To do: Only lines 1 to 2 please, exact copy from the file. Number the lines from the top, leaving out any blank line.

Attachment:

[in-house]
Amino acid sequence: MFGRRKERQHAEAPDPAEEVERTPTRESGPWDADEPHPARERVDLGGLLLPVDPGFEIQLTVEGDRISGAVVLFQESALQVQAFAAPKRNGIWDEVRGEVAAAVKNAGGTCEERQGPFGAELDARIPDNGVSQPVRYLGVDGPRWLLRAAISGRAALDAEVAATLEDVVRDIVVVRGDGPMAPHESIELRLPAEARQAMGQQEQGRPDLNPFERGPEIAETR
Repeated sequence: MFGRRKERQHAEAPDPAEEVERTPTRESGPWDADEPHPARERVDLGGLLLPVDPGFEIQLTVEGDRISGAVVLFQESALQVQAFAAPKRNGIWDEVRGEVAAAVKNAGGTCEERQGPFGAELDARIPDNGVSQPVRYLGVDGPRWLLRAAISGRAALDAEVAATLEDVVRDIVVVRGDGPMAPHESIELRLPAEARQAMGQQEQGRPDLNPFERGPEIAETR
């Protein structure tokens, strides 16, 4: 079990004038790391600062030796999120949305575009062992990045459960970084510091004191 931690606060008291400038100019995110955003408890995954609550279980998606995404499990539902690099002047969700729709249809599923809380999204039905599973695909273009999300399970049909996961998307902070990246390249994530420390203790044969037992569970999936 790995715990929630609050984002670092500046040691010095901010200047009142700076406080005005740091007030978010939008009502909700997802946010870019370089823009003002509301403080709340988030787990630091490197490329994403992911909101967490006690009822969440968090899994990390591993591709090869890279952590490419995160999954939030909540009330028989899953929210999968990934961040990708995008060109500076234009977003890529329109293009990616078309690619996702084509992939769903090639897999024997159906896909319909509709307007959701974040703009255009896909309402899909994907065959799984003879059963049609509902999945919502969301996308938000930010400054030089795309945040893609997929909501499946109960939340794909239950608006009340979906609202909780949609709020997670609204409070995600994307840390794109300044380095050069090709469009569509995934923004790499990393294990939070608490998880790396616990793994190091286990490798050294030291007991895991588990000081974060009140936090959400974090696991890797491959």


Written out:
[in-house]
Amino acid sequence: MFGRRKERQHAEAPDPAEEVERTPTRESGPWDADEPHPARERVDLGGLLLPVDPGFEIQLTVEGDRISGAVVLFQESALQVQAFAAPKRNGIWDEVRGEVAAAVKNAGGTCEERQGPFGAELDARIPDNGVSQPVRYLGVDGPRWLLRAAISGRAALDAEVAATLEDVVRDIVVVRGDGPMAPHESIELRLPAEARQAMGQQEQGRPDLNPFERGPEIAETR